The more home runs Kolten Wong hit at spring training in Arizona, the more people started to wonder.
“Have you been working out?”
Not necessarily, but Wong does have a new source of empowerment.
“I think that dad strength is starting to kick in a little bit,” Wong told new teammate Christian Yelich on social media Tuesday.
A season already defined by change for Wong will hit a life milestone later this season when he and his wife welcome their first child, but first he taps the career reset button. Sporting a familiar jersey No. (16) from a familiar spot in the order, leadoff, the 30-year-old second baseman from Hilo debuts with the Milwaukee Brewers on Thursday during Major League Baseball’s opening day.
He thinks his pedigree – from a BIIF standout at Kamehameha to a first-round draft pick out of the University of Hawaii to eight productive seasons with the St. Louis Cardinals – will blend in nicely with a new culture in Milwaukee.
“In St. Louis, everything was done the right way, from small-ball to trying to figure out a way to manufacture runs and playing good defense,” Wong told the media earlier this spring via Zoom. “When you talk about playing the game the right way and doing things the right way, that’s how I was taught how to do it.
“My game is kind of an old-school game with kind of a new-school swag. I think that’s kind of the Brewers’ mentality, and I’m excited to bring that over.”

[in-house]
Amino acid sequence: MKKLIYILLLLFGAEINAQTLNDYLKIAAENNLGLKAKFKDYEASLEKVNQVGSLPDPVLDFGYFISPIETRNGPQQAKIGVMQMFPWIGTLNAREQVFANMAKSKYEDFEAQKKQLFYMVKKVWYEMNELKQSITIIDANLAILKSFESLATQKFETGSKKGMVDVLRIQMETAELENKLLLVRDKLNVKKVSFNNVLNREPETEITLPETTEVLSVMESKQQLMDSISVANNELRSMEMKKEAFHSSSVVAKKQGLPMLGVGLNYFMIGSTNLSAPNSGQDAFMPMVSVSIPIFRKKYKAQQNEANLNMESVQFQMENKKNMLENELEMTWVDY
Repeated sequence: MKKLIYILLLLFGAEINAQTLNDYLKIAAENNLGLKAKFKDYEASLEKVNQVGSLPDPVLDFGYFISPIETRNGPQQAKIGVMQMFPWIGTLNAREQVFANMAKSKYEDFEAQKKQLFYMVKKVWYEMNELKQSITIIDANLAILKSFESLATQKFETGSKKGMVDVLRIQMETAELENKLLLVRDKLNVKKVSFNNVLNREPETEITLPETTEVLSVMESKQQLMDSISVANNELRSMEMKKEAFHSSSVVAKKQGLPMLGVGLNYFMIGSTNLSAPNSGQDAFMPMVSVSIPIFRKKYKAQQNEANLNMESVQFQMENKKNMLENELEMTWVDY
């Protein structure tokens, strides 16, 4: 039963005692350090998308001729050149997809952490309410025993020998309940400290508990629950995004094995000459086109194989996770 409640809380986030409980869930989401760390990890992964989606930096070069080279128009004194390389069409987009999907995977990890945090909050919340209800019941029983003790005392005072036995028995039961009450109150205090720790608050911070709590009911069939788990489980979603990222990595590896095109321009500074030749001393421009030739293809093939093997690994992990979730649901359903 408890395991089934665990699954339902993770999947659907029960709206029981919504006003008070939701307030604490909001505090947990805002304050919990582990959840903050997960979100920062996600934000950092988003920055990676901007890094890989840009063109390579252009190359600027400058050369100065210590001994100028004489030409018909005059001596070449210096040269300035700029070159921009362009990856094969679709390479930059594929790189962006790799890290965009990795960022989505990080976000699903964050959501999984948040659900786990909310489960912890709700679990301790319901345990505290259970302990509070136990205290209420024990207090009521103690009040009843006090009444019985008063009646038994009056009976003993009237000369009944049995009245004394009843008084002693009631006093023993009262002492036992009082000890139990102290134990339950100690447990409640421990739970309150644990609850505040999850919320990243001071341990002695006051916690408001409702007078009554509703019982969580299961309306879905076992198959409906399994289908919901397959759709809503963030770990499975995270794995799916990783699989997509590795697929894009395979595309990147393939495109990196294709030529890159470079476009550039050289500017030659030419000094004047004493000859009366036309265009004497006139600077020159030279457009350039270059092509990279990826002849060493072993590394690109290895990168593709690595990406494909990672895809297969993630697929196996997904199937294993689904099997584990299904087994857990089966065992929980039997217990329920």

A free agent for the first time over the winter after the Cardinals declined his option, Wong, – a .261 hitter with a .333 on-base percentage during his career – said he had multiple suitors to choose from. He ultimately decided on a two-year, $18M deal to move 275 miles up the road to join the Cardinals’ NL Central rival.
“It took me a little bit to get my head around the whole thing, obviously, being a Cardinal for as long as I’ve been,” Wong said. “There is a lot of memories, a lot of good things that I created there. But also seeing from across, how the Brewers play, how they go about their business and the type of team this is, it just fits my mold really well.
“It’s a grinding team, a team that just goes out there and competes every single day.”
The best second baseman in the game according to the eye test and defensive metrics, the two-time Gold Glover switches to an organization that is much more prone to use defensive shifts than the Cardinals, who employ more of a traditional framework. The Brewers are more aggressive and deeper into analytics, Wong said.
While appreciating the “Cardinal Way,” he called Milwaukee’s approach the “newer way.” Still, there figures to be an adjustment period, even for a defensive whiz like Wong.
“I’m not a huge fan of shifts, but you know what? That’s part of the game,” he told the Milwaukee Journel-Sentinel. “I think we’ve got to adjust to the game. We’ve got to adjust to the times. Whatever they want me to do, I’m ready to do it.
“I’m excited for this opportunity. If shifting is going to be it, then hey, put me in the best position I can be in.”